Give us Your slightest glow, dawn's first blue dusk,
And like a small bird I'll burst out loud song.
In the dark I dare peep, "In God I trust",
Though all I can see is utterly wrong. 
Don't try me and test me. You know I'm weak.
Like a little child I cling to your leg
As you wade through the mobs. Lord, please speak
To the frightened. Can't you hear how they beg?
Don't allow goodness to suffer and die
As the evil ones gloat as the meek ones cry.

LOCAL VIEW –One Last Garden–

It can’t be healthy. Every night I wake at 2:00 AM and remember all the irregularities of the last election, and am outraged all over again. I’ve learned to get up and write, for if I remain in bed I start thrashing and kicking, and disturb my wife.

In some ways I remind myself of an old, punch-drunk boxer, going on and on about how he should have been champ. In other ways I remind myself of a grieving widower, mourning the death of God’s lovely angel, Liberty. At times I think I feel how Peter must have felt after the arrest of Jesus, first rebuked for fighting, yet then shamed for running scared. At my worst and my most frustrated I grumble like one of David’s most faithful “six hundred soldiers”, when everything that could go wrong had gone wrong, and they wanted David stoned to death.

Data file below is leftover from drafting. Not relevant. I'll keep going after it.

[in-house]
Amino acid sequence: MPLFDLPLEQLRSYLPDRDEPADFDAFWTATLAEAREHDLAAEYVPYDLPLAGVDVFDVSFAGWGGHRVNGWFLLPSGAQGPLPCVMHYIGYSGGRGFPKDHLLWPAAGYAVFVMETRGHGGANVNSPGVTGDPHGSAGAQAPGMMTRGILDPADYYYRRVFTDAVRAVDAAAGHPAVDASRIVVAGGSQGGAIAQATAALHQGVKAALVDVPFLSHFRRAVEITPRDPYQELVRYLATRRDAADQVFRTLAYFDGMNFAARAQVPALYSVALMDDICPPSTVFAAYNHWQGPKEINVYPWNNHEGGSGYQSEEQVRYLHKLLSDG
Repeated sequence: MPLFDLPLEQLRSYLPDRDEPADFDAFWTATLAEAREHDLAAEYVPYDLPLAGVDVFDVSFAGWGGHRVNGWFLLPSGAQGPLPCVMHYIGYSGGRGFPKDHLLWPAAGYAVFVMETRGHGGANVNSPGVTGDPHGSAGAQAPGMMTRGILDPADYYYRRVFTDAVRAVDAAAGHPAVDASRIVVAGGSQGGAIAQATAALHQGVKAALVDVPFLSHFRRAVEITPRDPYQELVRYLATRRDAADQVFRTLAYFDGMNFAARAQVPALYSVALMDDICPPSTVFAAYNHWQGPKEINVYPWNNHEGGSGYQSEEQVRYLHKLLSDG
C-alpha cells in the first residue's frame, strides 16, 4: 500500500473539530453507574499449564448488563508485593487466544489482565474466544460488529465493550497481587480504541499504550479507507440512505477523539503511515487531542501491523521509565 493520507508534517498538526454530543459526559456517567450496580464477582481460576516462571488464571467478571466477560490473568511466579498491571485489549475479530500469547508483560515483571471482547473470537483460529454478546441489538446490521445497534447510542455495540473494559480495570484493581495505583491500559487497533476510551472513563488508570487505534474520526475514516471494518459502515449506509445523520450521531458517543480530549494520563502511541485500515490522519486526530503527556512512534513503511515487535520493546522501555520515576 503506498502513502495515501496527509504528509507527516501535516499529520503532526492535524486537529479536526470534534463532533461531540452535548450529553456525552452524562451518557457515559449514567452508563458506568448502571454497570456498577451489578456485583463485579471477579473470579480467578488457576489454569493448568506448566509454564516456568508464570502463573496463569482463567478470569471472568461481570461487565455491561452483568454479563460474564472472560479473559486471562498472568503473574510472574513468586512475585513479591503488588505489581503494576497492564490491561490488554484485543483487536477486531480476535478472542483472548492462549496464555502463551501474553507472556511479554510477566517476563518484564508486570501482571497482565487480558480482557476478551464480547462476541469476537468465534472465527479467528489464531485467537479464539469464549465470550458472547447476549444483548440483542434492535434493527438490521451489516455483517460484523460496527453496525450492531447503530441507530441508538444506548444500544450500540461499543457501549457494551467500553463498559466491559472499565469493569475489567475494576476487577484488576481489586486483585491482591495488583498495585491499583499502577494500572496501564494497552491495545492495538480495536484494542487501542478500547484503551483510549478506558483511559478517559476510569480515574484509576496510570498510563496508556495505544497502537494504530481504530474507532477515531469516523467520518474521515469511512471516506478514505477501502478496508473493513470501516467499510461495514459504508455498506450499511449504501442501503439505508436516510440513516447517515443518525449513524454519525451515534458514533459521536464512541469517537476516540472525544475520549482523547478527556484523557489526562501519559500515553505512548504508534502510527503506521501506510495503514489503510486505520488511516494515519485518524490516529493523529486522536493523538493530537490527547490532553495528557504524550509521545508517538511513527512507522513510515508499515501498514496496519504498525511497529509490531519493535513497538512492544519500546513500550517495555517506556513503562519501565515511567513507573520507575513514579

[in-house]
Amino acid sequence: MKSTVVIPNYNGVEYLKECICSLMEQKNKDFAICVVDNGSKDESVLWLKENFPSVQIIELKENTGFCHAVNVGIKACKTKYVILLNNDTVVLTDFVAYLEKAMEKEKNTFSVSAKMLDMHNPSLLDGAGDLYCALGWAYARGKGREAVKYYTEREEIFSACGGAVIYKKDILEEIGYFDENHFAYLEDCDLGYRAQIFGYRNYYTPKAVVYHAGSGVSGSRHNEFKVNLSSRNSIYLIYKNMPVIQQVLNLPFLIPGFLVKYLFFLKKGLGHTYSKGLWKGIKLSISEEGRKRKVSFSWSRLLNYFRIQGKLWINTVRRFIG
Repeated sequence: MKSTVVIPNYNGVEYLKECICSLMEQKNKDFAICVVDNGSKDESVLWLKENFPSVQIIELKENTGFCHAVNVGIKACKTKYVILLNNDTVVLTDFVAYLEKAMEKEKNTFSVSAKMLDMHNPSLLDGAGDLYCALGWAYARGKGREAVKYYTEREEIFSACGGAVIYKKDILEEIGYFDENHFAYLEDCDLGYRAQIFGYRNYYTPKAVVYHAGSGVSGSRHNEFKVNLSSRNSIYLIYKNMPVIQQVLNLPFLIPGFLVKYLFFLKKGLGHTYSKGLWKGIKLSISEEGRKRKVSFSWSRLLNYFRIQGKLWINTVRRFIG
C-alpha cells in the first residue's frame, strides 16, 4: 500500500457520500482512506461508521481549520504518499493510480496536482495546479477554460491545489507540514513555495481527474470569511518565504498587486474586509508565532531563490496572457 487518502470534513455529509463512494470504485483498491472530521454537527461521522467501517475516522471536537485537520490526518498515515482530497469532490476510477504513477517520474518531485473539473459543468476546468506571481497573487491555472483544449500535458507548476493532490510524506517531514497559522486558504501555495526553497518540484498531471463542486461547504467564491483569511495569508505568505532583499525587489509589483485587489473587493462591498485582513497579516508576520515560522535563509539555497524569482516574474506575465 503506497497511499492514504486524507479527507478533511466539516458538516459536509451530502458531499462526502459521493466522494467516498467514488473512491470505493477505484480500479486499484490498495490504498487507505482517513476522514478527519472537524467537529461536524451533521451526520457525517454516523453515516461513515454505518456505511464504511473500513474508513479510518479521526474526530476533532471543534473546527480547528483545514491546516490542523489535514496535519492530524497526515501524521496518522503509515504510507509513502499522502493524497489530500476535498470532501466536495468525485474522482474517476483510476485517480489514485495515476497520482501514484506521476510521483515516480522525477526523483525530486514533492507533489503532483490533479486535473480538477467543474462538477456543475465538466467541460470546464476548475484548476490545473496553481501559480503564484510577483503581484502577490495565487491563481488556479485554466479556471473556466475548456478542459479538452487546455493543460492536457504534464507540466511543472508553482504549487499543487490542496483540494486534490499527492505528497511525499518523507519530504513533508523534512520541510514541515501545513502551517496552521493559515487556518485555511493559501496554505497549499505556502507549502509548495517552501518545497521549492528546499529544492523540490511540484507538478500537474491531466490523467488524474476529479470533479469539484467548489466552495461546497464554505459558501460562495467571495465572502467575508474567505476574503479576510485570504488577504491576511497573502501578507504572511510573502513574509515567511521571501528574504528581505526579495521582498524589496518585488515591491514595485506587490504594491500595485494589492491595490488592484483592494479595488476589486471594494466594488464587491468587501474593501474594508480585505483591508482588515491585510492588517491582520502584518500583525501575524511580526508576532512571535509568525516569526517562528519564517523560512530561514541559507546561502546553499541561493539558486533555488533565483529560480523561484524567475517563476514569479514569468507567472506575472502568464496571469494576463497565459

Perhaps it is good to recall David’s bleakest time. David and his men had fled the Israelites, because the paranoid King Saul wanted him dead, and he found work as a mercenary for King Achish of the Philistines, living in Ziklag and fighting three Negev tribes towards Egypt. But when the Philistines prepared to fight King Saul they did not trust David, feeling he would switch sides and support his own people in the heat of battle, so when David arrived to support King Achish, King Achish sent him back to Ziklag. In essence he had been rejected by both sides in the coming battle. But when he returned to Ziklag he found smoldering ruins, and his wives and children gone, as one of the Negev tribes, the Amalekites, had raided while he was gone. His six hundred men, grieving the loss of their own wives and children, murmured David was such a complete failure he should be stoned. You can’t get much more rock bottom than that. (To avoid leaving you in suspense: David pursued the Amalekites, caught up to them as they drunkenly celebrated their victory, and crushed them, rescuing all the women and children. [1 Samuel  30]  Meanwhile Saul died fighting the Philistines to the north, so David went on to be king). Good thing David didn’t lose faith when at rock bottom.